BusinessRules using LINQ

After watching the Pluralsite video on LINQ from Scott Allen. I wanted to implement a example that would help me understand some of the functionality that I saw. I was really impressed with the implementation of the Business Rules that Scott did with the LINQ aggregate function. So I developed a small console application that used some of this technology. I first developed a small Rules class like the video shows:

using System;

namespace BusinessRules
{
    public class Rule<T>
    {
        public Func<T, bool> Test { get; set; }
        public string Message { get; set; }
    }
}

This is a small generic class that exposes two properties. This first property is a Func<T, TResult> delegate. Which MSDN states a Func<T, TResult>: Encapsulates a method that has one parameter and returns a value of the type specified by the TResult parameter. And the second property is the message that will be used for the validation.

I then created a small employee class that will be my data to test in the validation rules.

This is very simple class like this:

using System.Collections.Generic;
using System.Linq;

namespace BusinessRules
{
    public class Employee
    {
        #region Properties

        public int EmployeeID { get; set; }
        public string Name { get; set; }
        public int DepartmentID { get; set; }

        #endregion

        #region Constructor
        public Employee()
        {
            //Used for AutoImplementation
        }

        public static List<Employee> GetEmployee()
        {
           var employee =  new List<Employee>
                                {
                                    new Employee() { EmployeeID = 1, Name = "Allan", DepartmentID = 1 },
                                    new Employee() { EmployeeID = 2, Name = "Quincy", DepartmentID = 2},
                                    new Employee() { EmployeeID = 3, Name = "Bella", DepartmentID = 2},
                                    new Employee() { EmployeeID = 0, Name = "Rylee", DepartmentID = 3}
                                }.ToList();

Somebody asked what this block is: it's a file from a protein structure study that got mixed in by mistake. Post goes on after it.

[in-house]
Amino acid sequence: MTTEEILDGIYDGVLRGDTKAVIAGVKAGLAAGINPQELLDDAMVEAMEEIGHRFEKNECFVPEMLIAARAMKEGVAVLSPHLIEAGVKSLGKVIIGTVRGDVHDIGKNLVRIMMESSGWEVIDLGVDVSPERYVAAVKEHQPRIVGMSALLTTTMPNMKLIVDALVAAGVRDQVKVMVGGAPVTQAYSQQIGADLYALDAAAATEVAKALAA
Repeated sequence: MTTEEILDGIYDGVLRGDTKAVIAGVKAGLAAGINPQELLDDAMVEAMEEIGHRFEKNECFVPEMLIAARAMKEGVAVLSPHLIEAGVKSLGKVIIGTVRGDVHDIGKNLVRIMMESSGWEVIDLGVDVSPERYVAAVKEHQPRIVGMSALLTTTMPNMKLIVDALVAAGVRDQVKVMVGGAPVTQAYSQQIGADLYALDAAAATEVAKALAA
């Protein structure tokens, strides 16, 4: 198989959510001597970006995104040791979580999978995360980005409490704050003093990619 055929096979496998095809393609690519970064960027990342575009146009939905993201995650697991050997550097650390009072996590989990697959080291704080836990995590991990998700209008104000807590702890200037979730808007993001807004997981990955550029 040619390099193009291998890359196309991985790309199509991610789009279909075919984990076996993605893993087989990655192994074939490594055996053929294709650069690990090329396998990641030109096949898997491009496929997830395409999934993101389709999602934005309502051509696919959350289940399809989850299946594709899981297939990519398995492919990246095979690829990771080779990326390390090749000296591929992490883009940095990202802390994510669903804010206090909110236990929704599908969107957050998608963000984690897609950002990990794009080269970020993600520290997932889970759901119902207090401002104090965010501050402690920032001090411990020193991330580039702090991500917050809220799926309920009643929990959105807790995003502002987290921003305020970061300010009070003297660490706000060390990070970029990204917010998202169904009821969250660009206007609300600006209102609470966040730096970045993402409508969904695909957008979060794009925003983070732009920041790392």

return employee;

        }
        #endregion

        #region Methods()
        public override string ToString()
        {
            return string.Format("Employee: EmployeeID = {0}, Name = {1}, DepartmentID = {2}", EmployeeID, Name,
                                 DepartmentID);
        }
        #endregion

    }
}

Finally I created a small EmployeeRules() method that would be used to validate the business rules.

using System;
using System.Collections.Generic;
using System.Linq;
using System.Text;

namespace BusinessRules
{
    class Program
    {
        public static void Main(string[] args)
        {
            string error = EmployeeRules();
            Console.WriteLine(error);
            Console.ReadKey();
        }

        private static string EmployeeRules()
        {
            var rules = new List<Rule<Employee>>()
                            {
                                new Rule<Employee>(){ Test = e => !String.IsNullOrEmpty(e.Name),
                                    Message = "name cannot be empty"},

                                new Rule<Employee>() {Test = e => e.DepartmentID > 0,
                                    Message = "must have an assigned department"},

                                new Rule<Employee>() {Test = e => e.EmployeeID > 0,
                                    Message = "must have an employeeID"}
                            };

            StringBuilder stringBuilder = new StringBuilder();
            foreach (var employee in Employee.GetEmployee())
            {
                if (employee != null)
                {
                    bool isValid = rules.All(r => r.Test(employee));

                    if (!isValid)
                    {
                        var failedRules = rules.Where(r => r.Test(employee) == false);

                        string errorMessage =
                            failedRules.Aggregate(new StringBuilder(),
                                                  (sb, r) => sb.AppendLine(r.Message),
                                                  sb => sb.ToString());
                        return stringBuilder.ToString() + Environment.NewLine + String.Format("Error: {0} is Invalid \r\n Employee {1}: {2} ", employee.Name, employee.Name, errorMessage);
                    }
                }

                stringBuilder.Append(String.Format("Employee: {0} Is Valid \r\n", employee.Name));
                //return stringBuilder.ToString();
            }
            return stringBuilder.ToString();
        }

    }
}

This functionality seems to be very simple and straight forward to even me and I am not very smart. I was impressed by the simplicity that Scott Allen showed with his video and yet still showed the true power of LINQ in one example.

Thanks to Scott Allen and http://www.pluralsight-training.net for the examples and functionality.

One Comment on “BusinessRules using LINQ

  1. You might try factoring the test into a SPECIFICATION (google the specification pattern for more). Very simple refactoring but then you’ll be able to use your tests not just for validation, but also for selection and build-to-order objects. Glad you’re enjoying the library!

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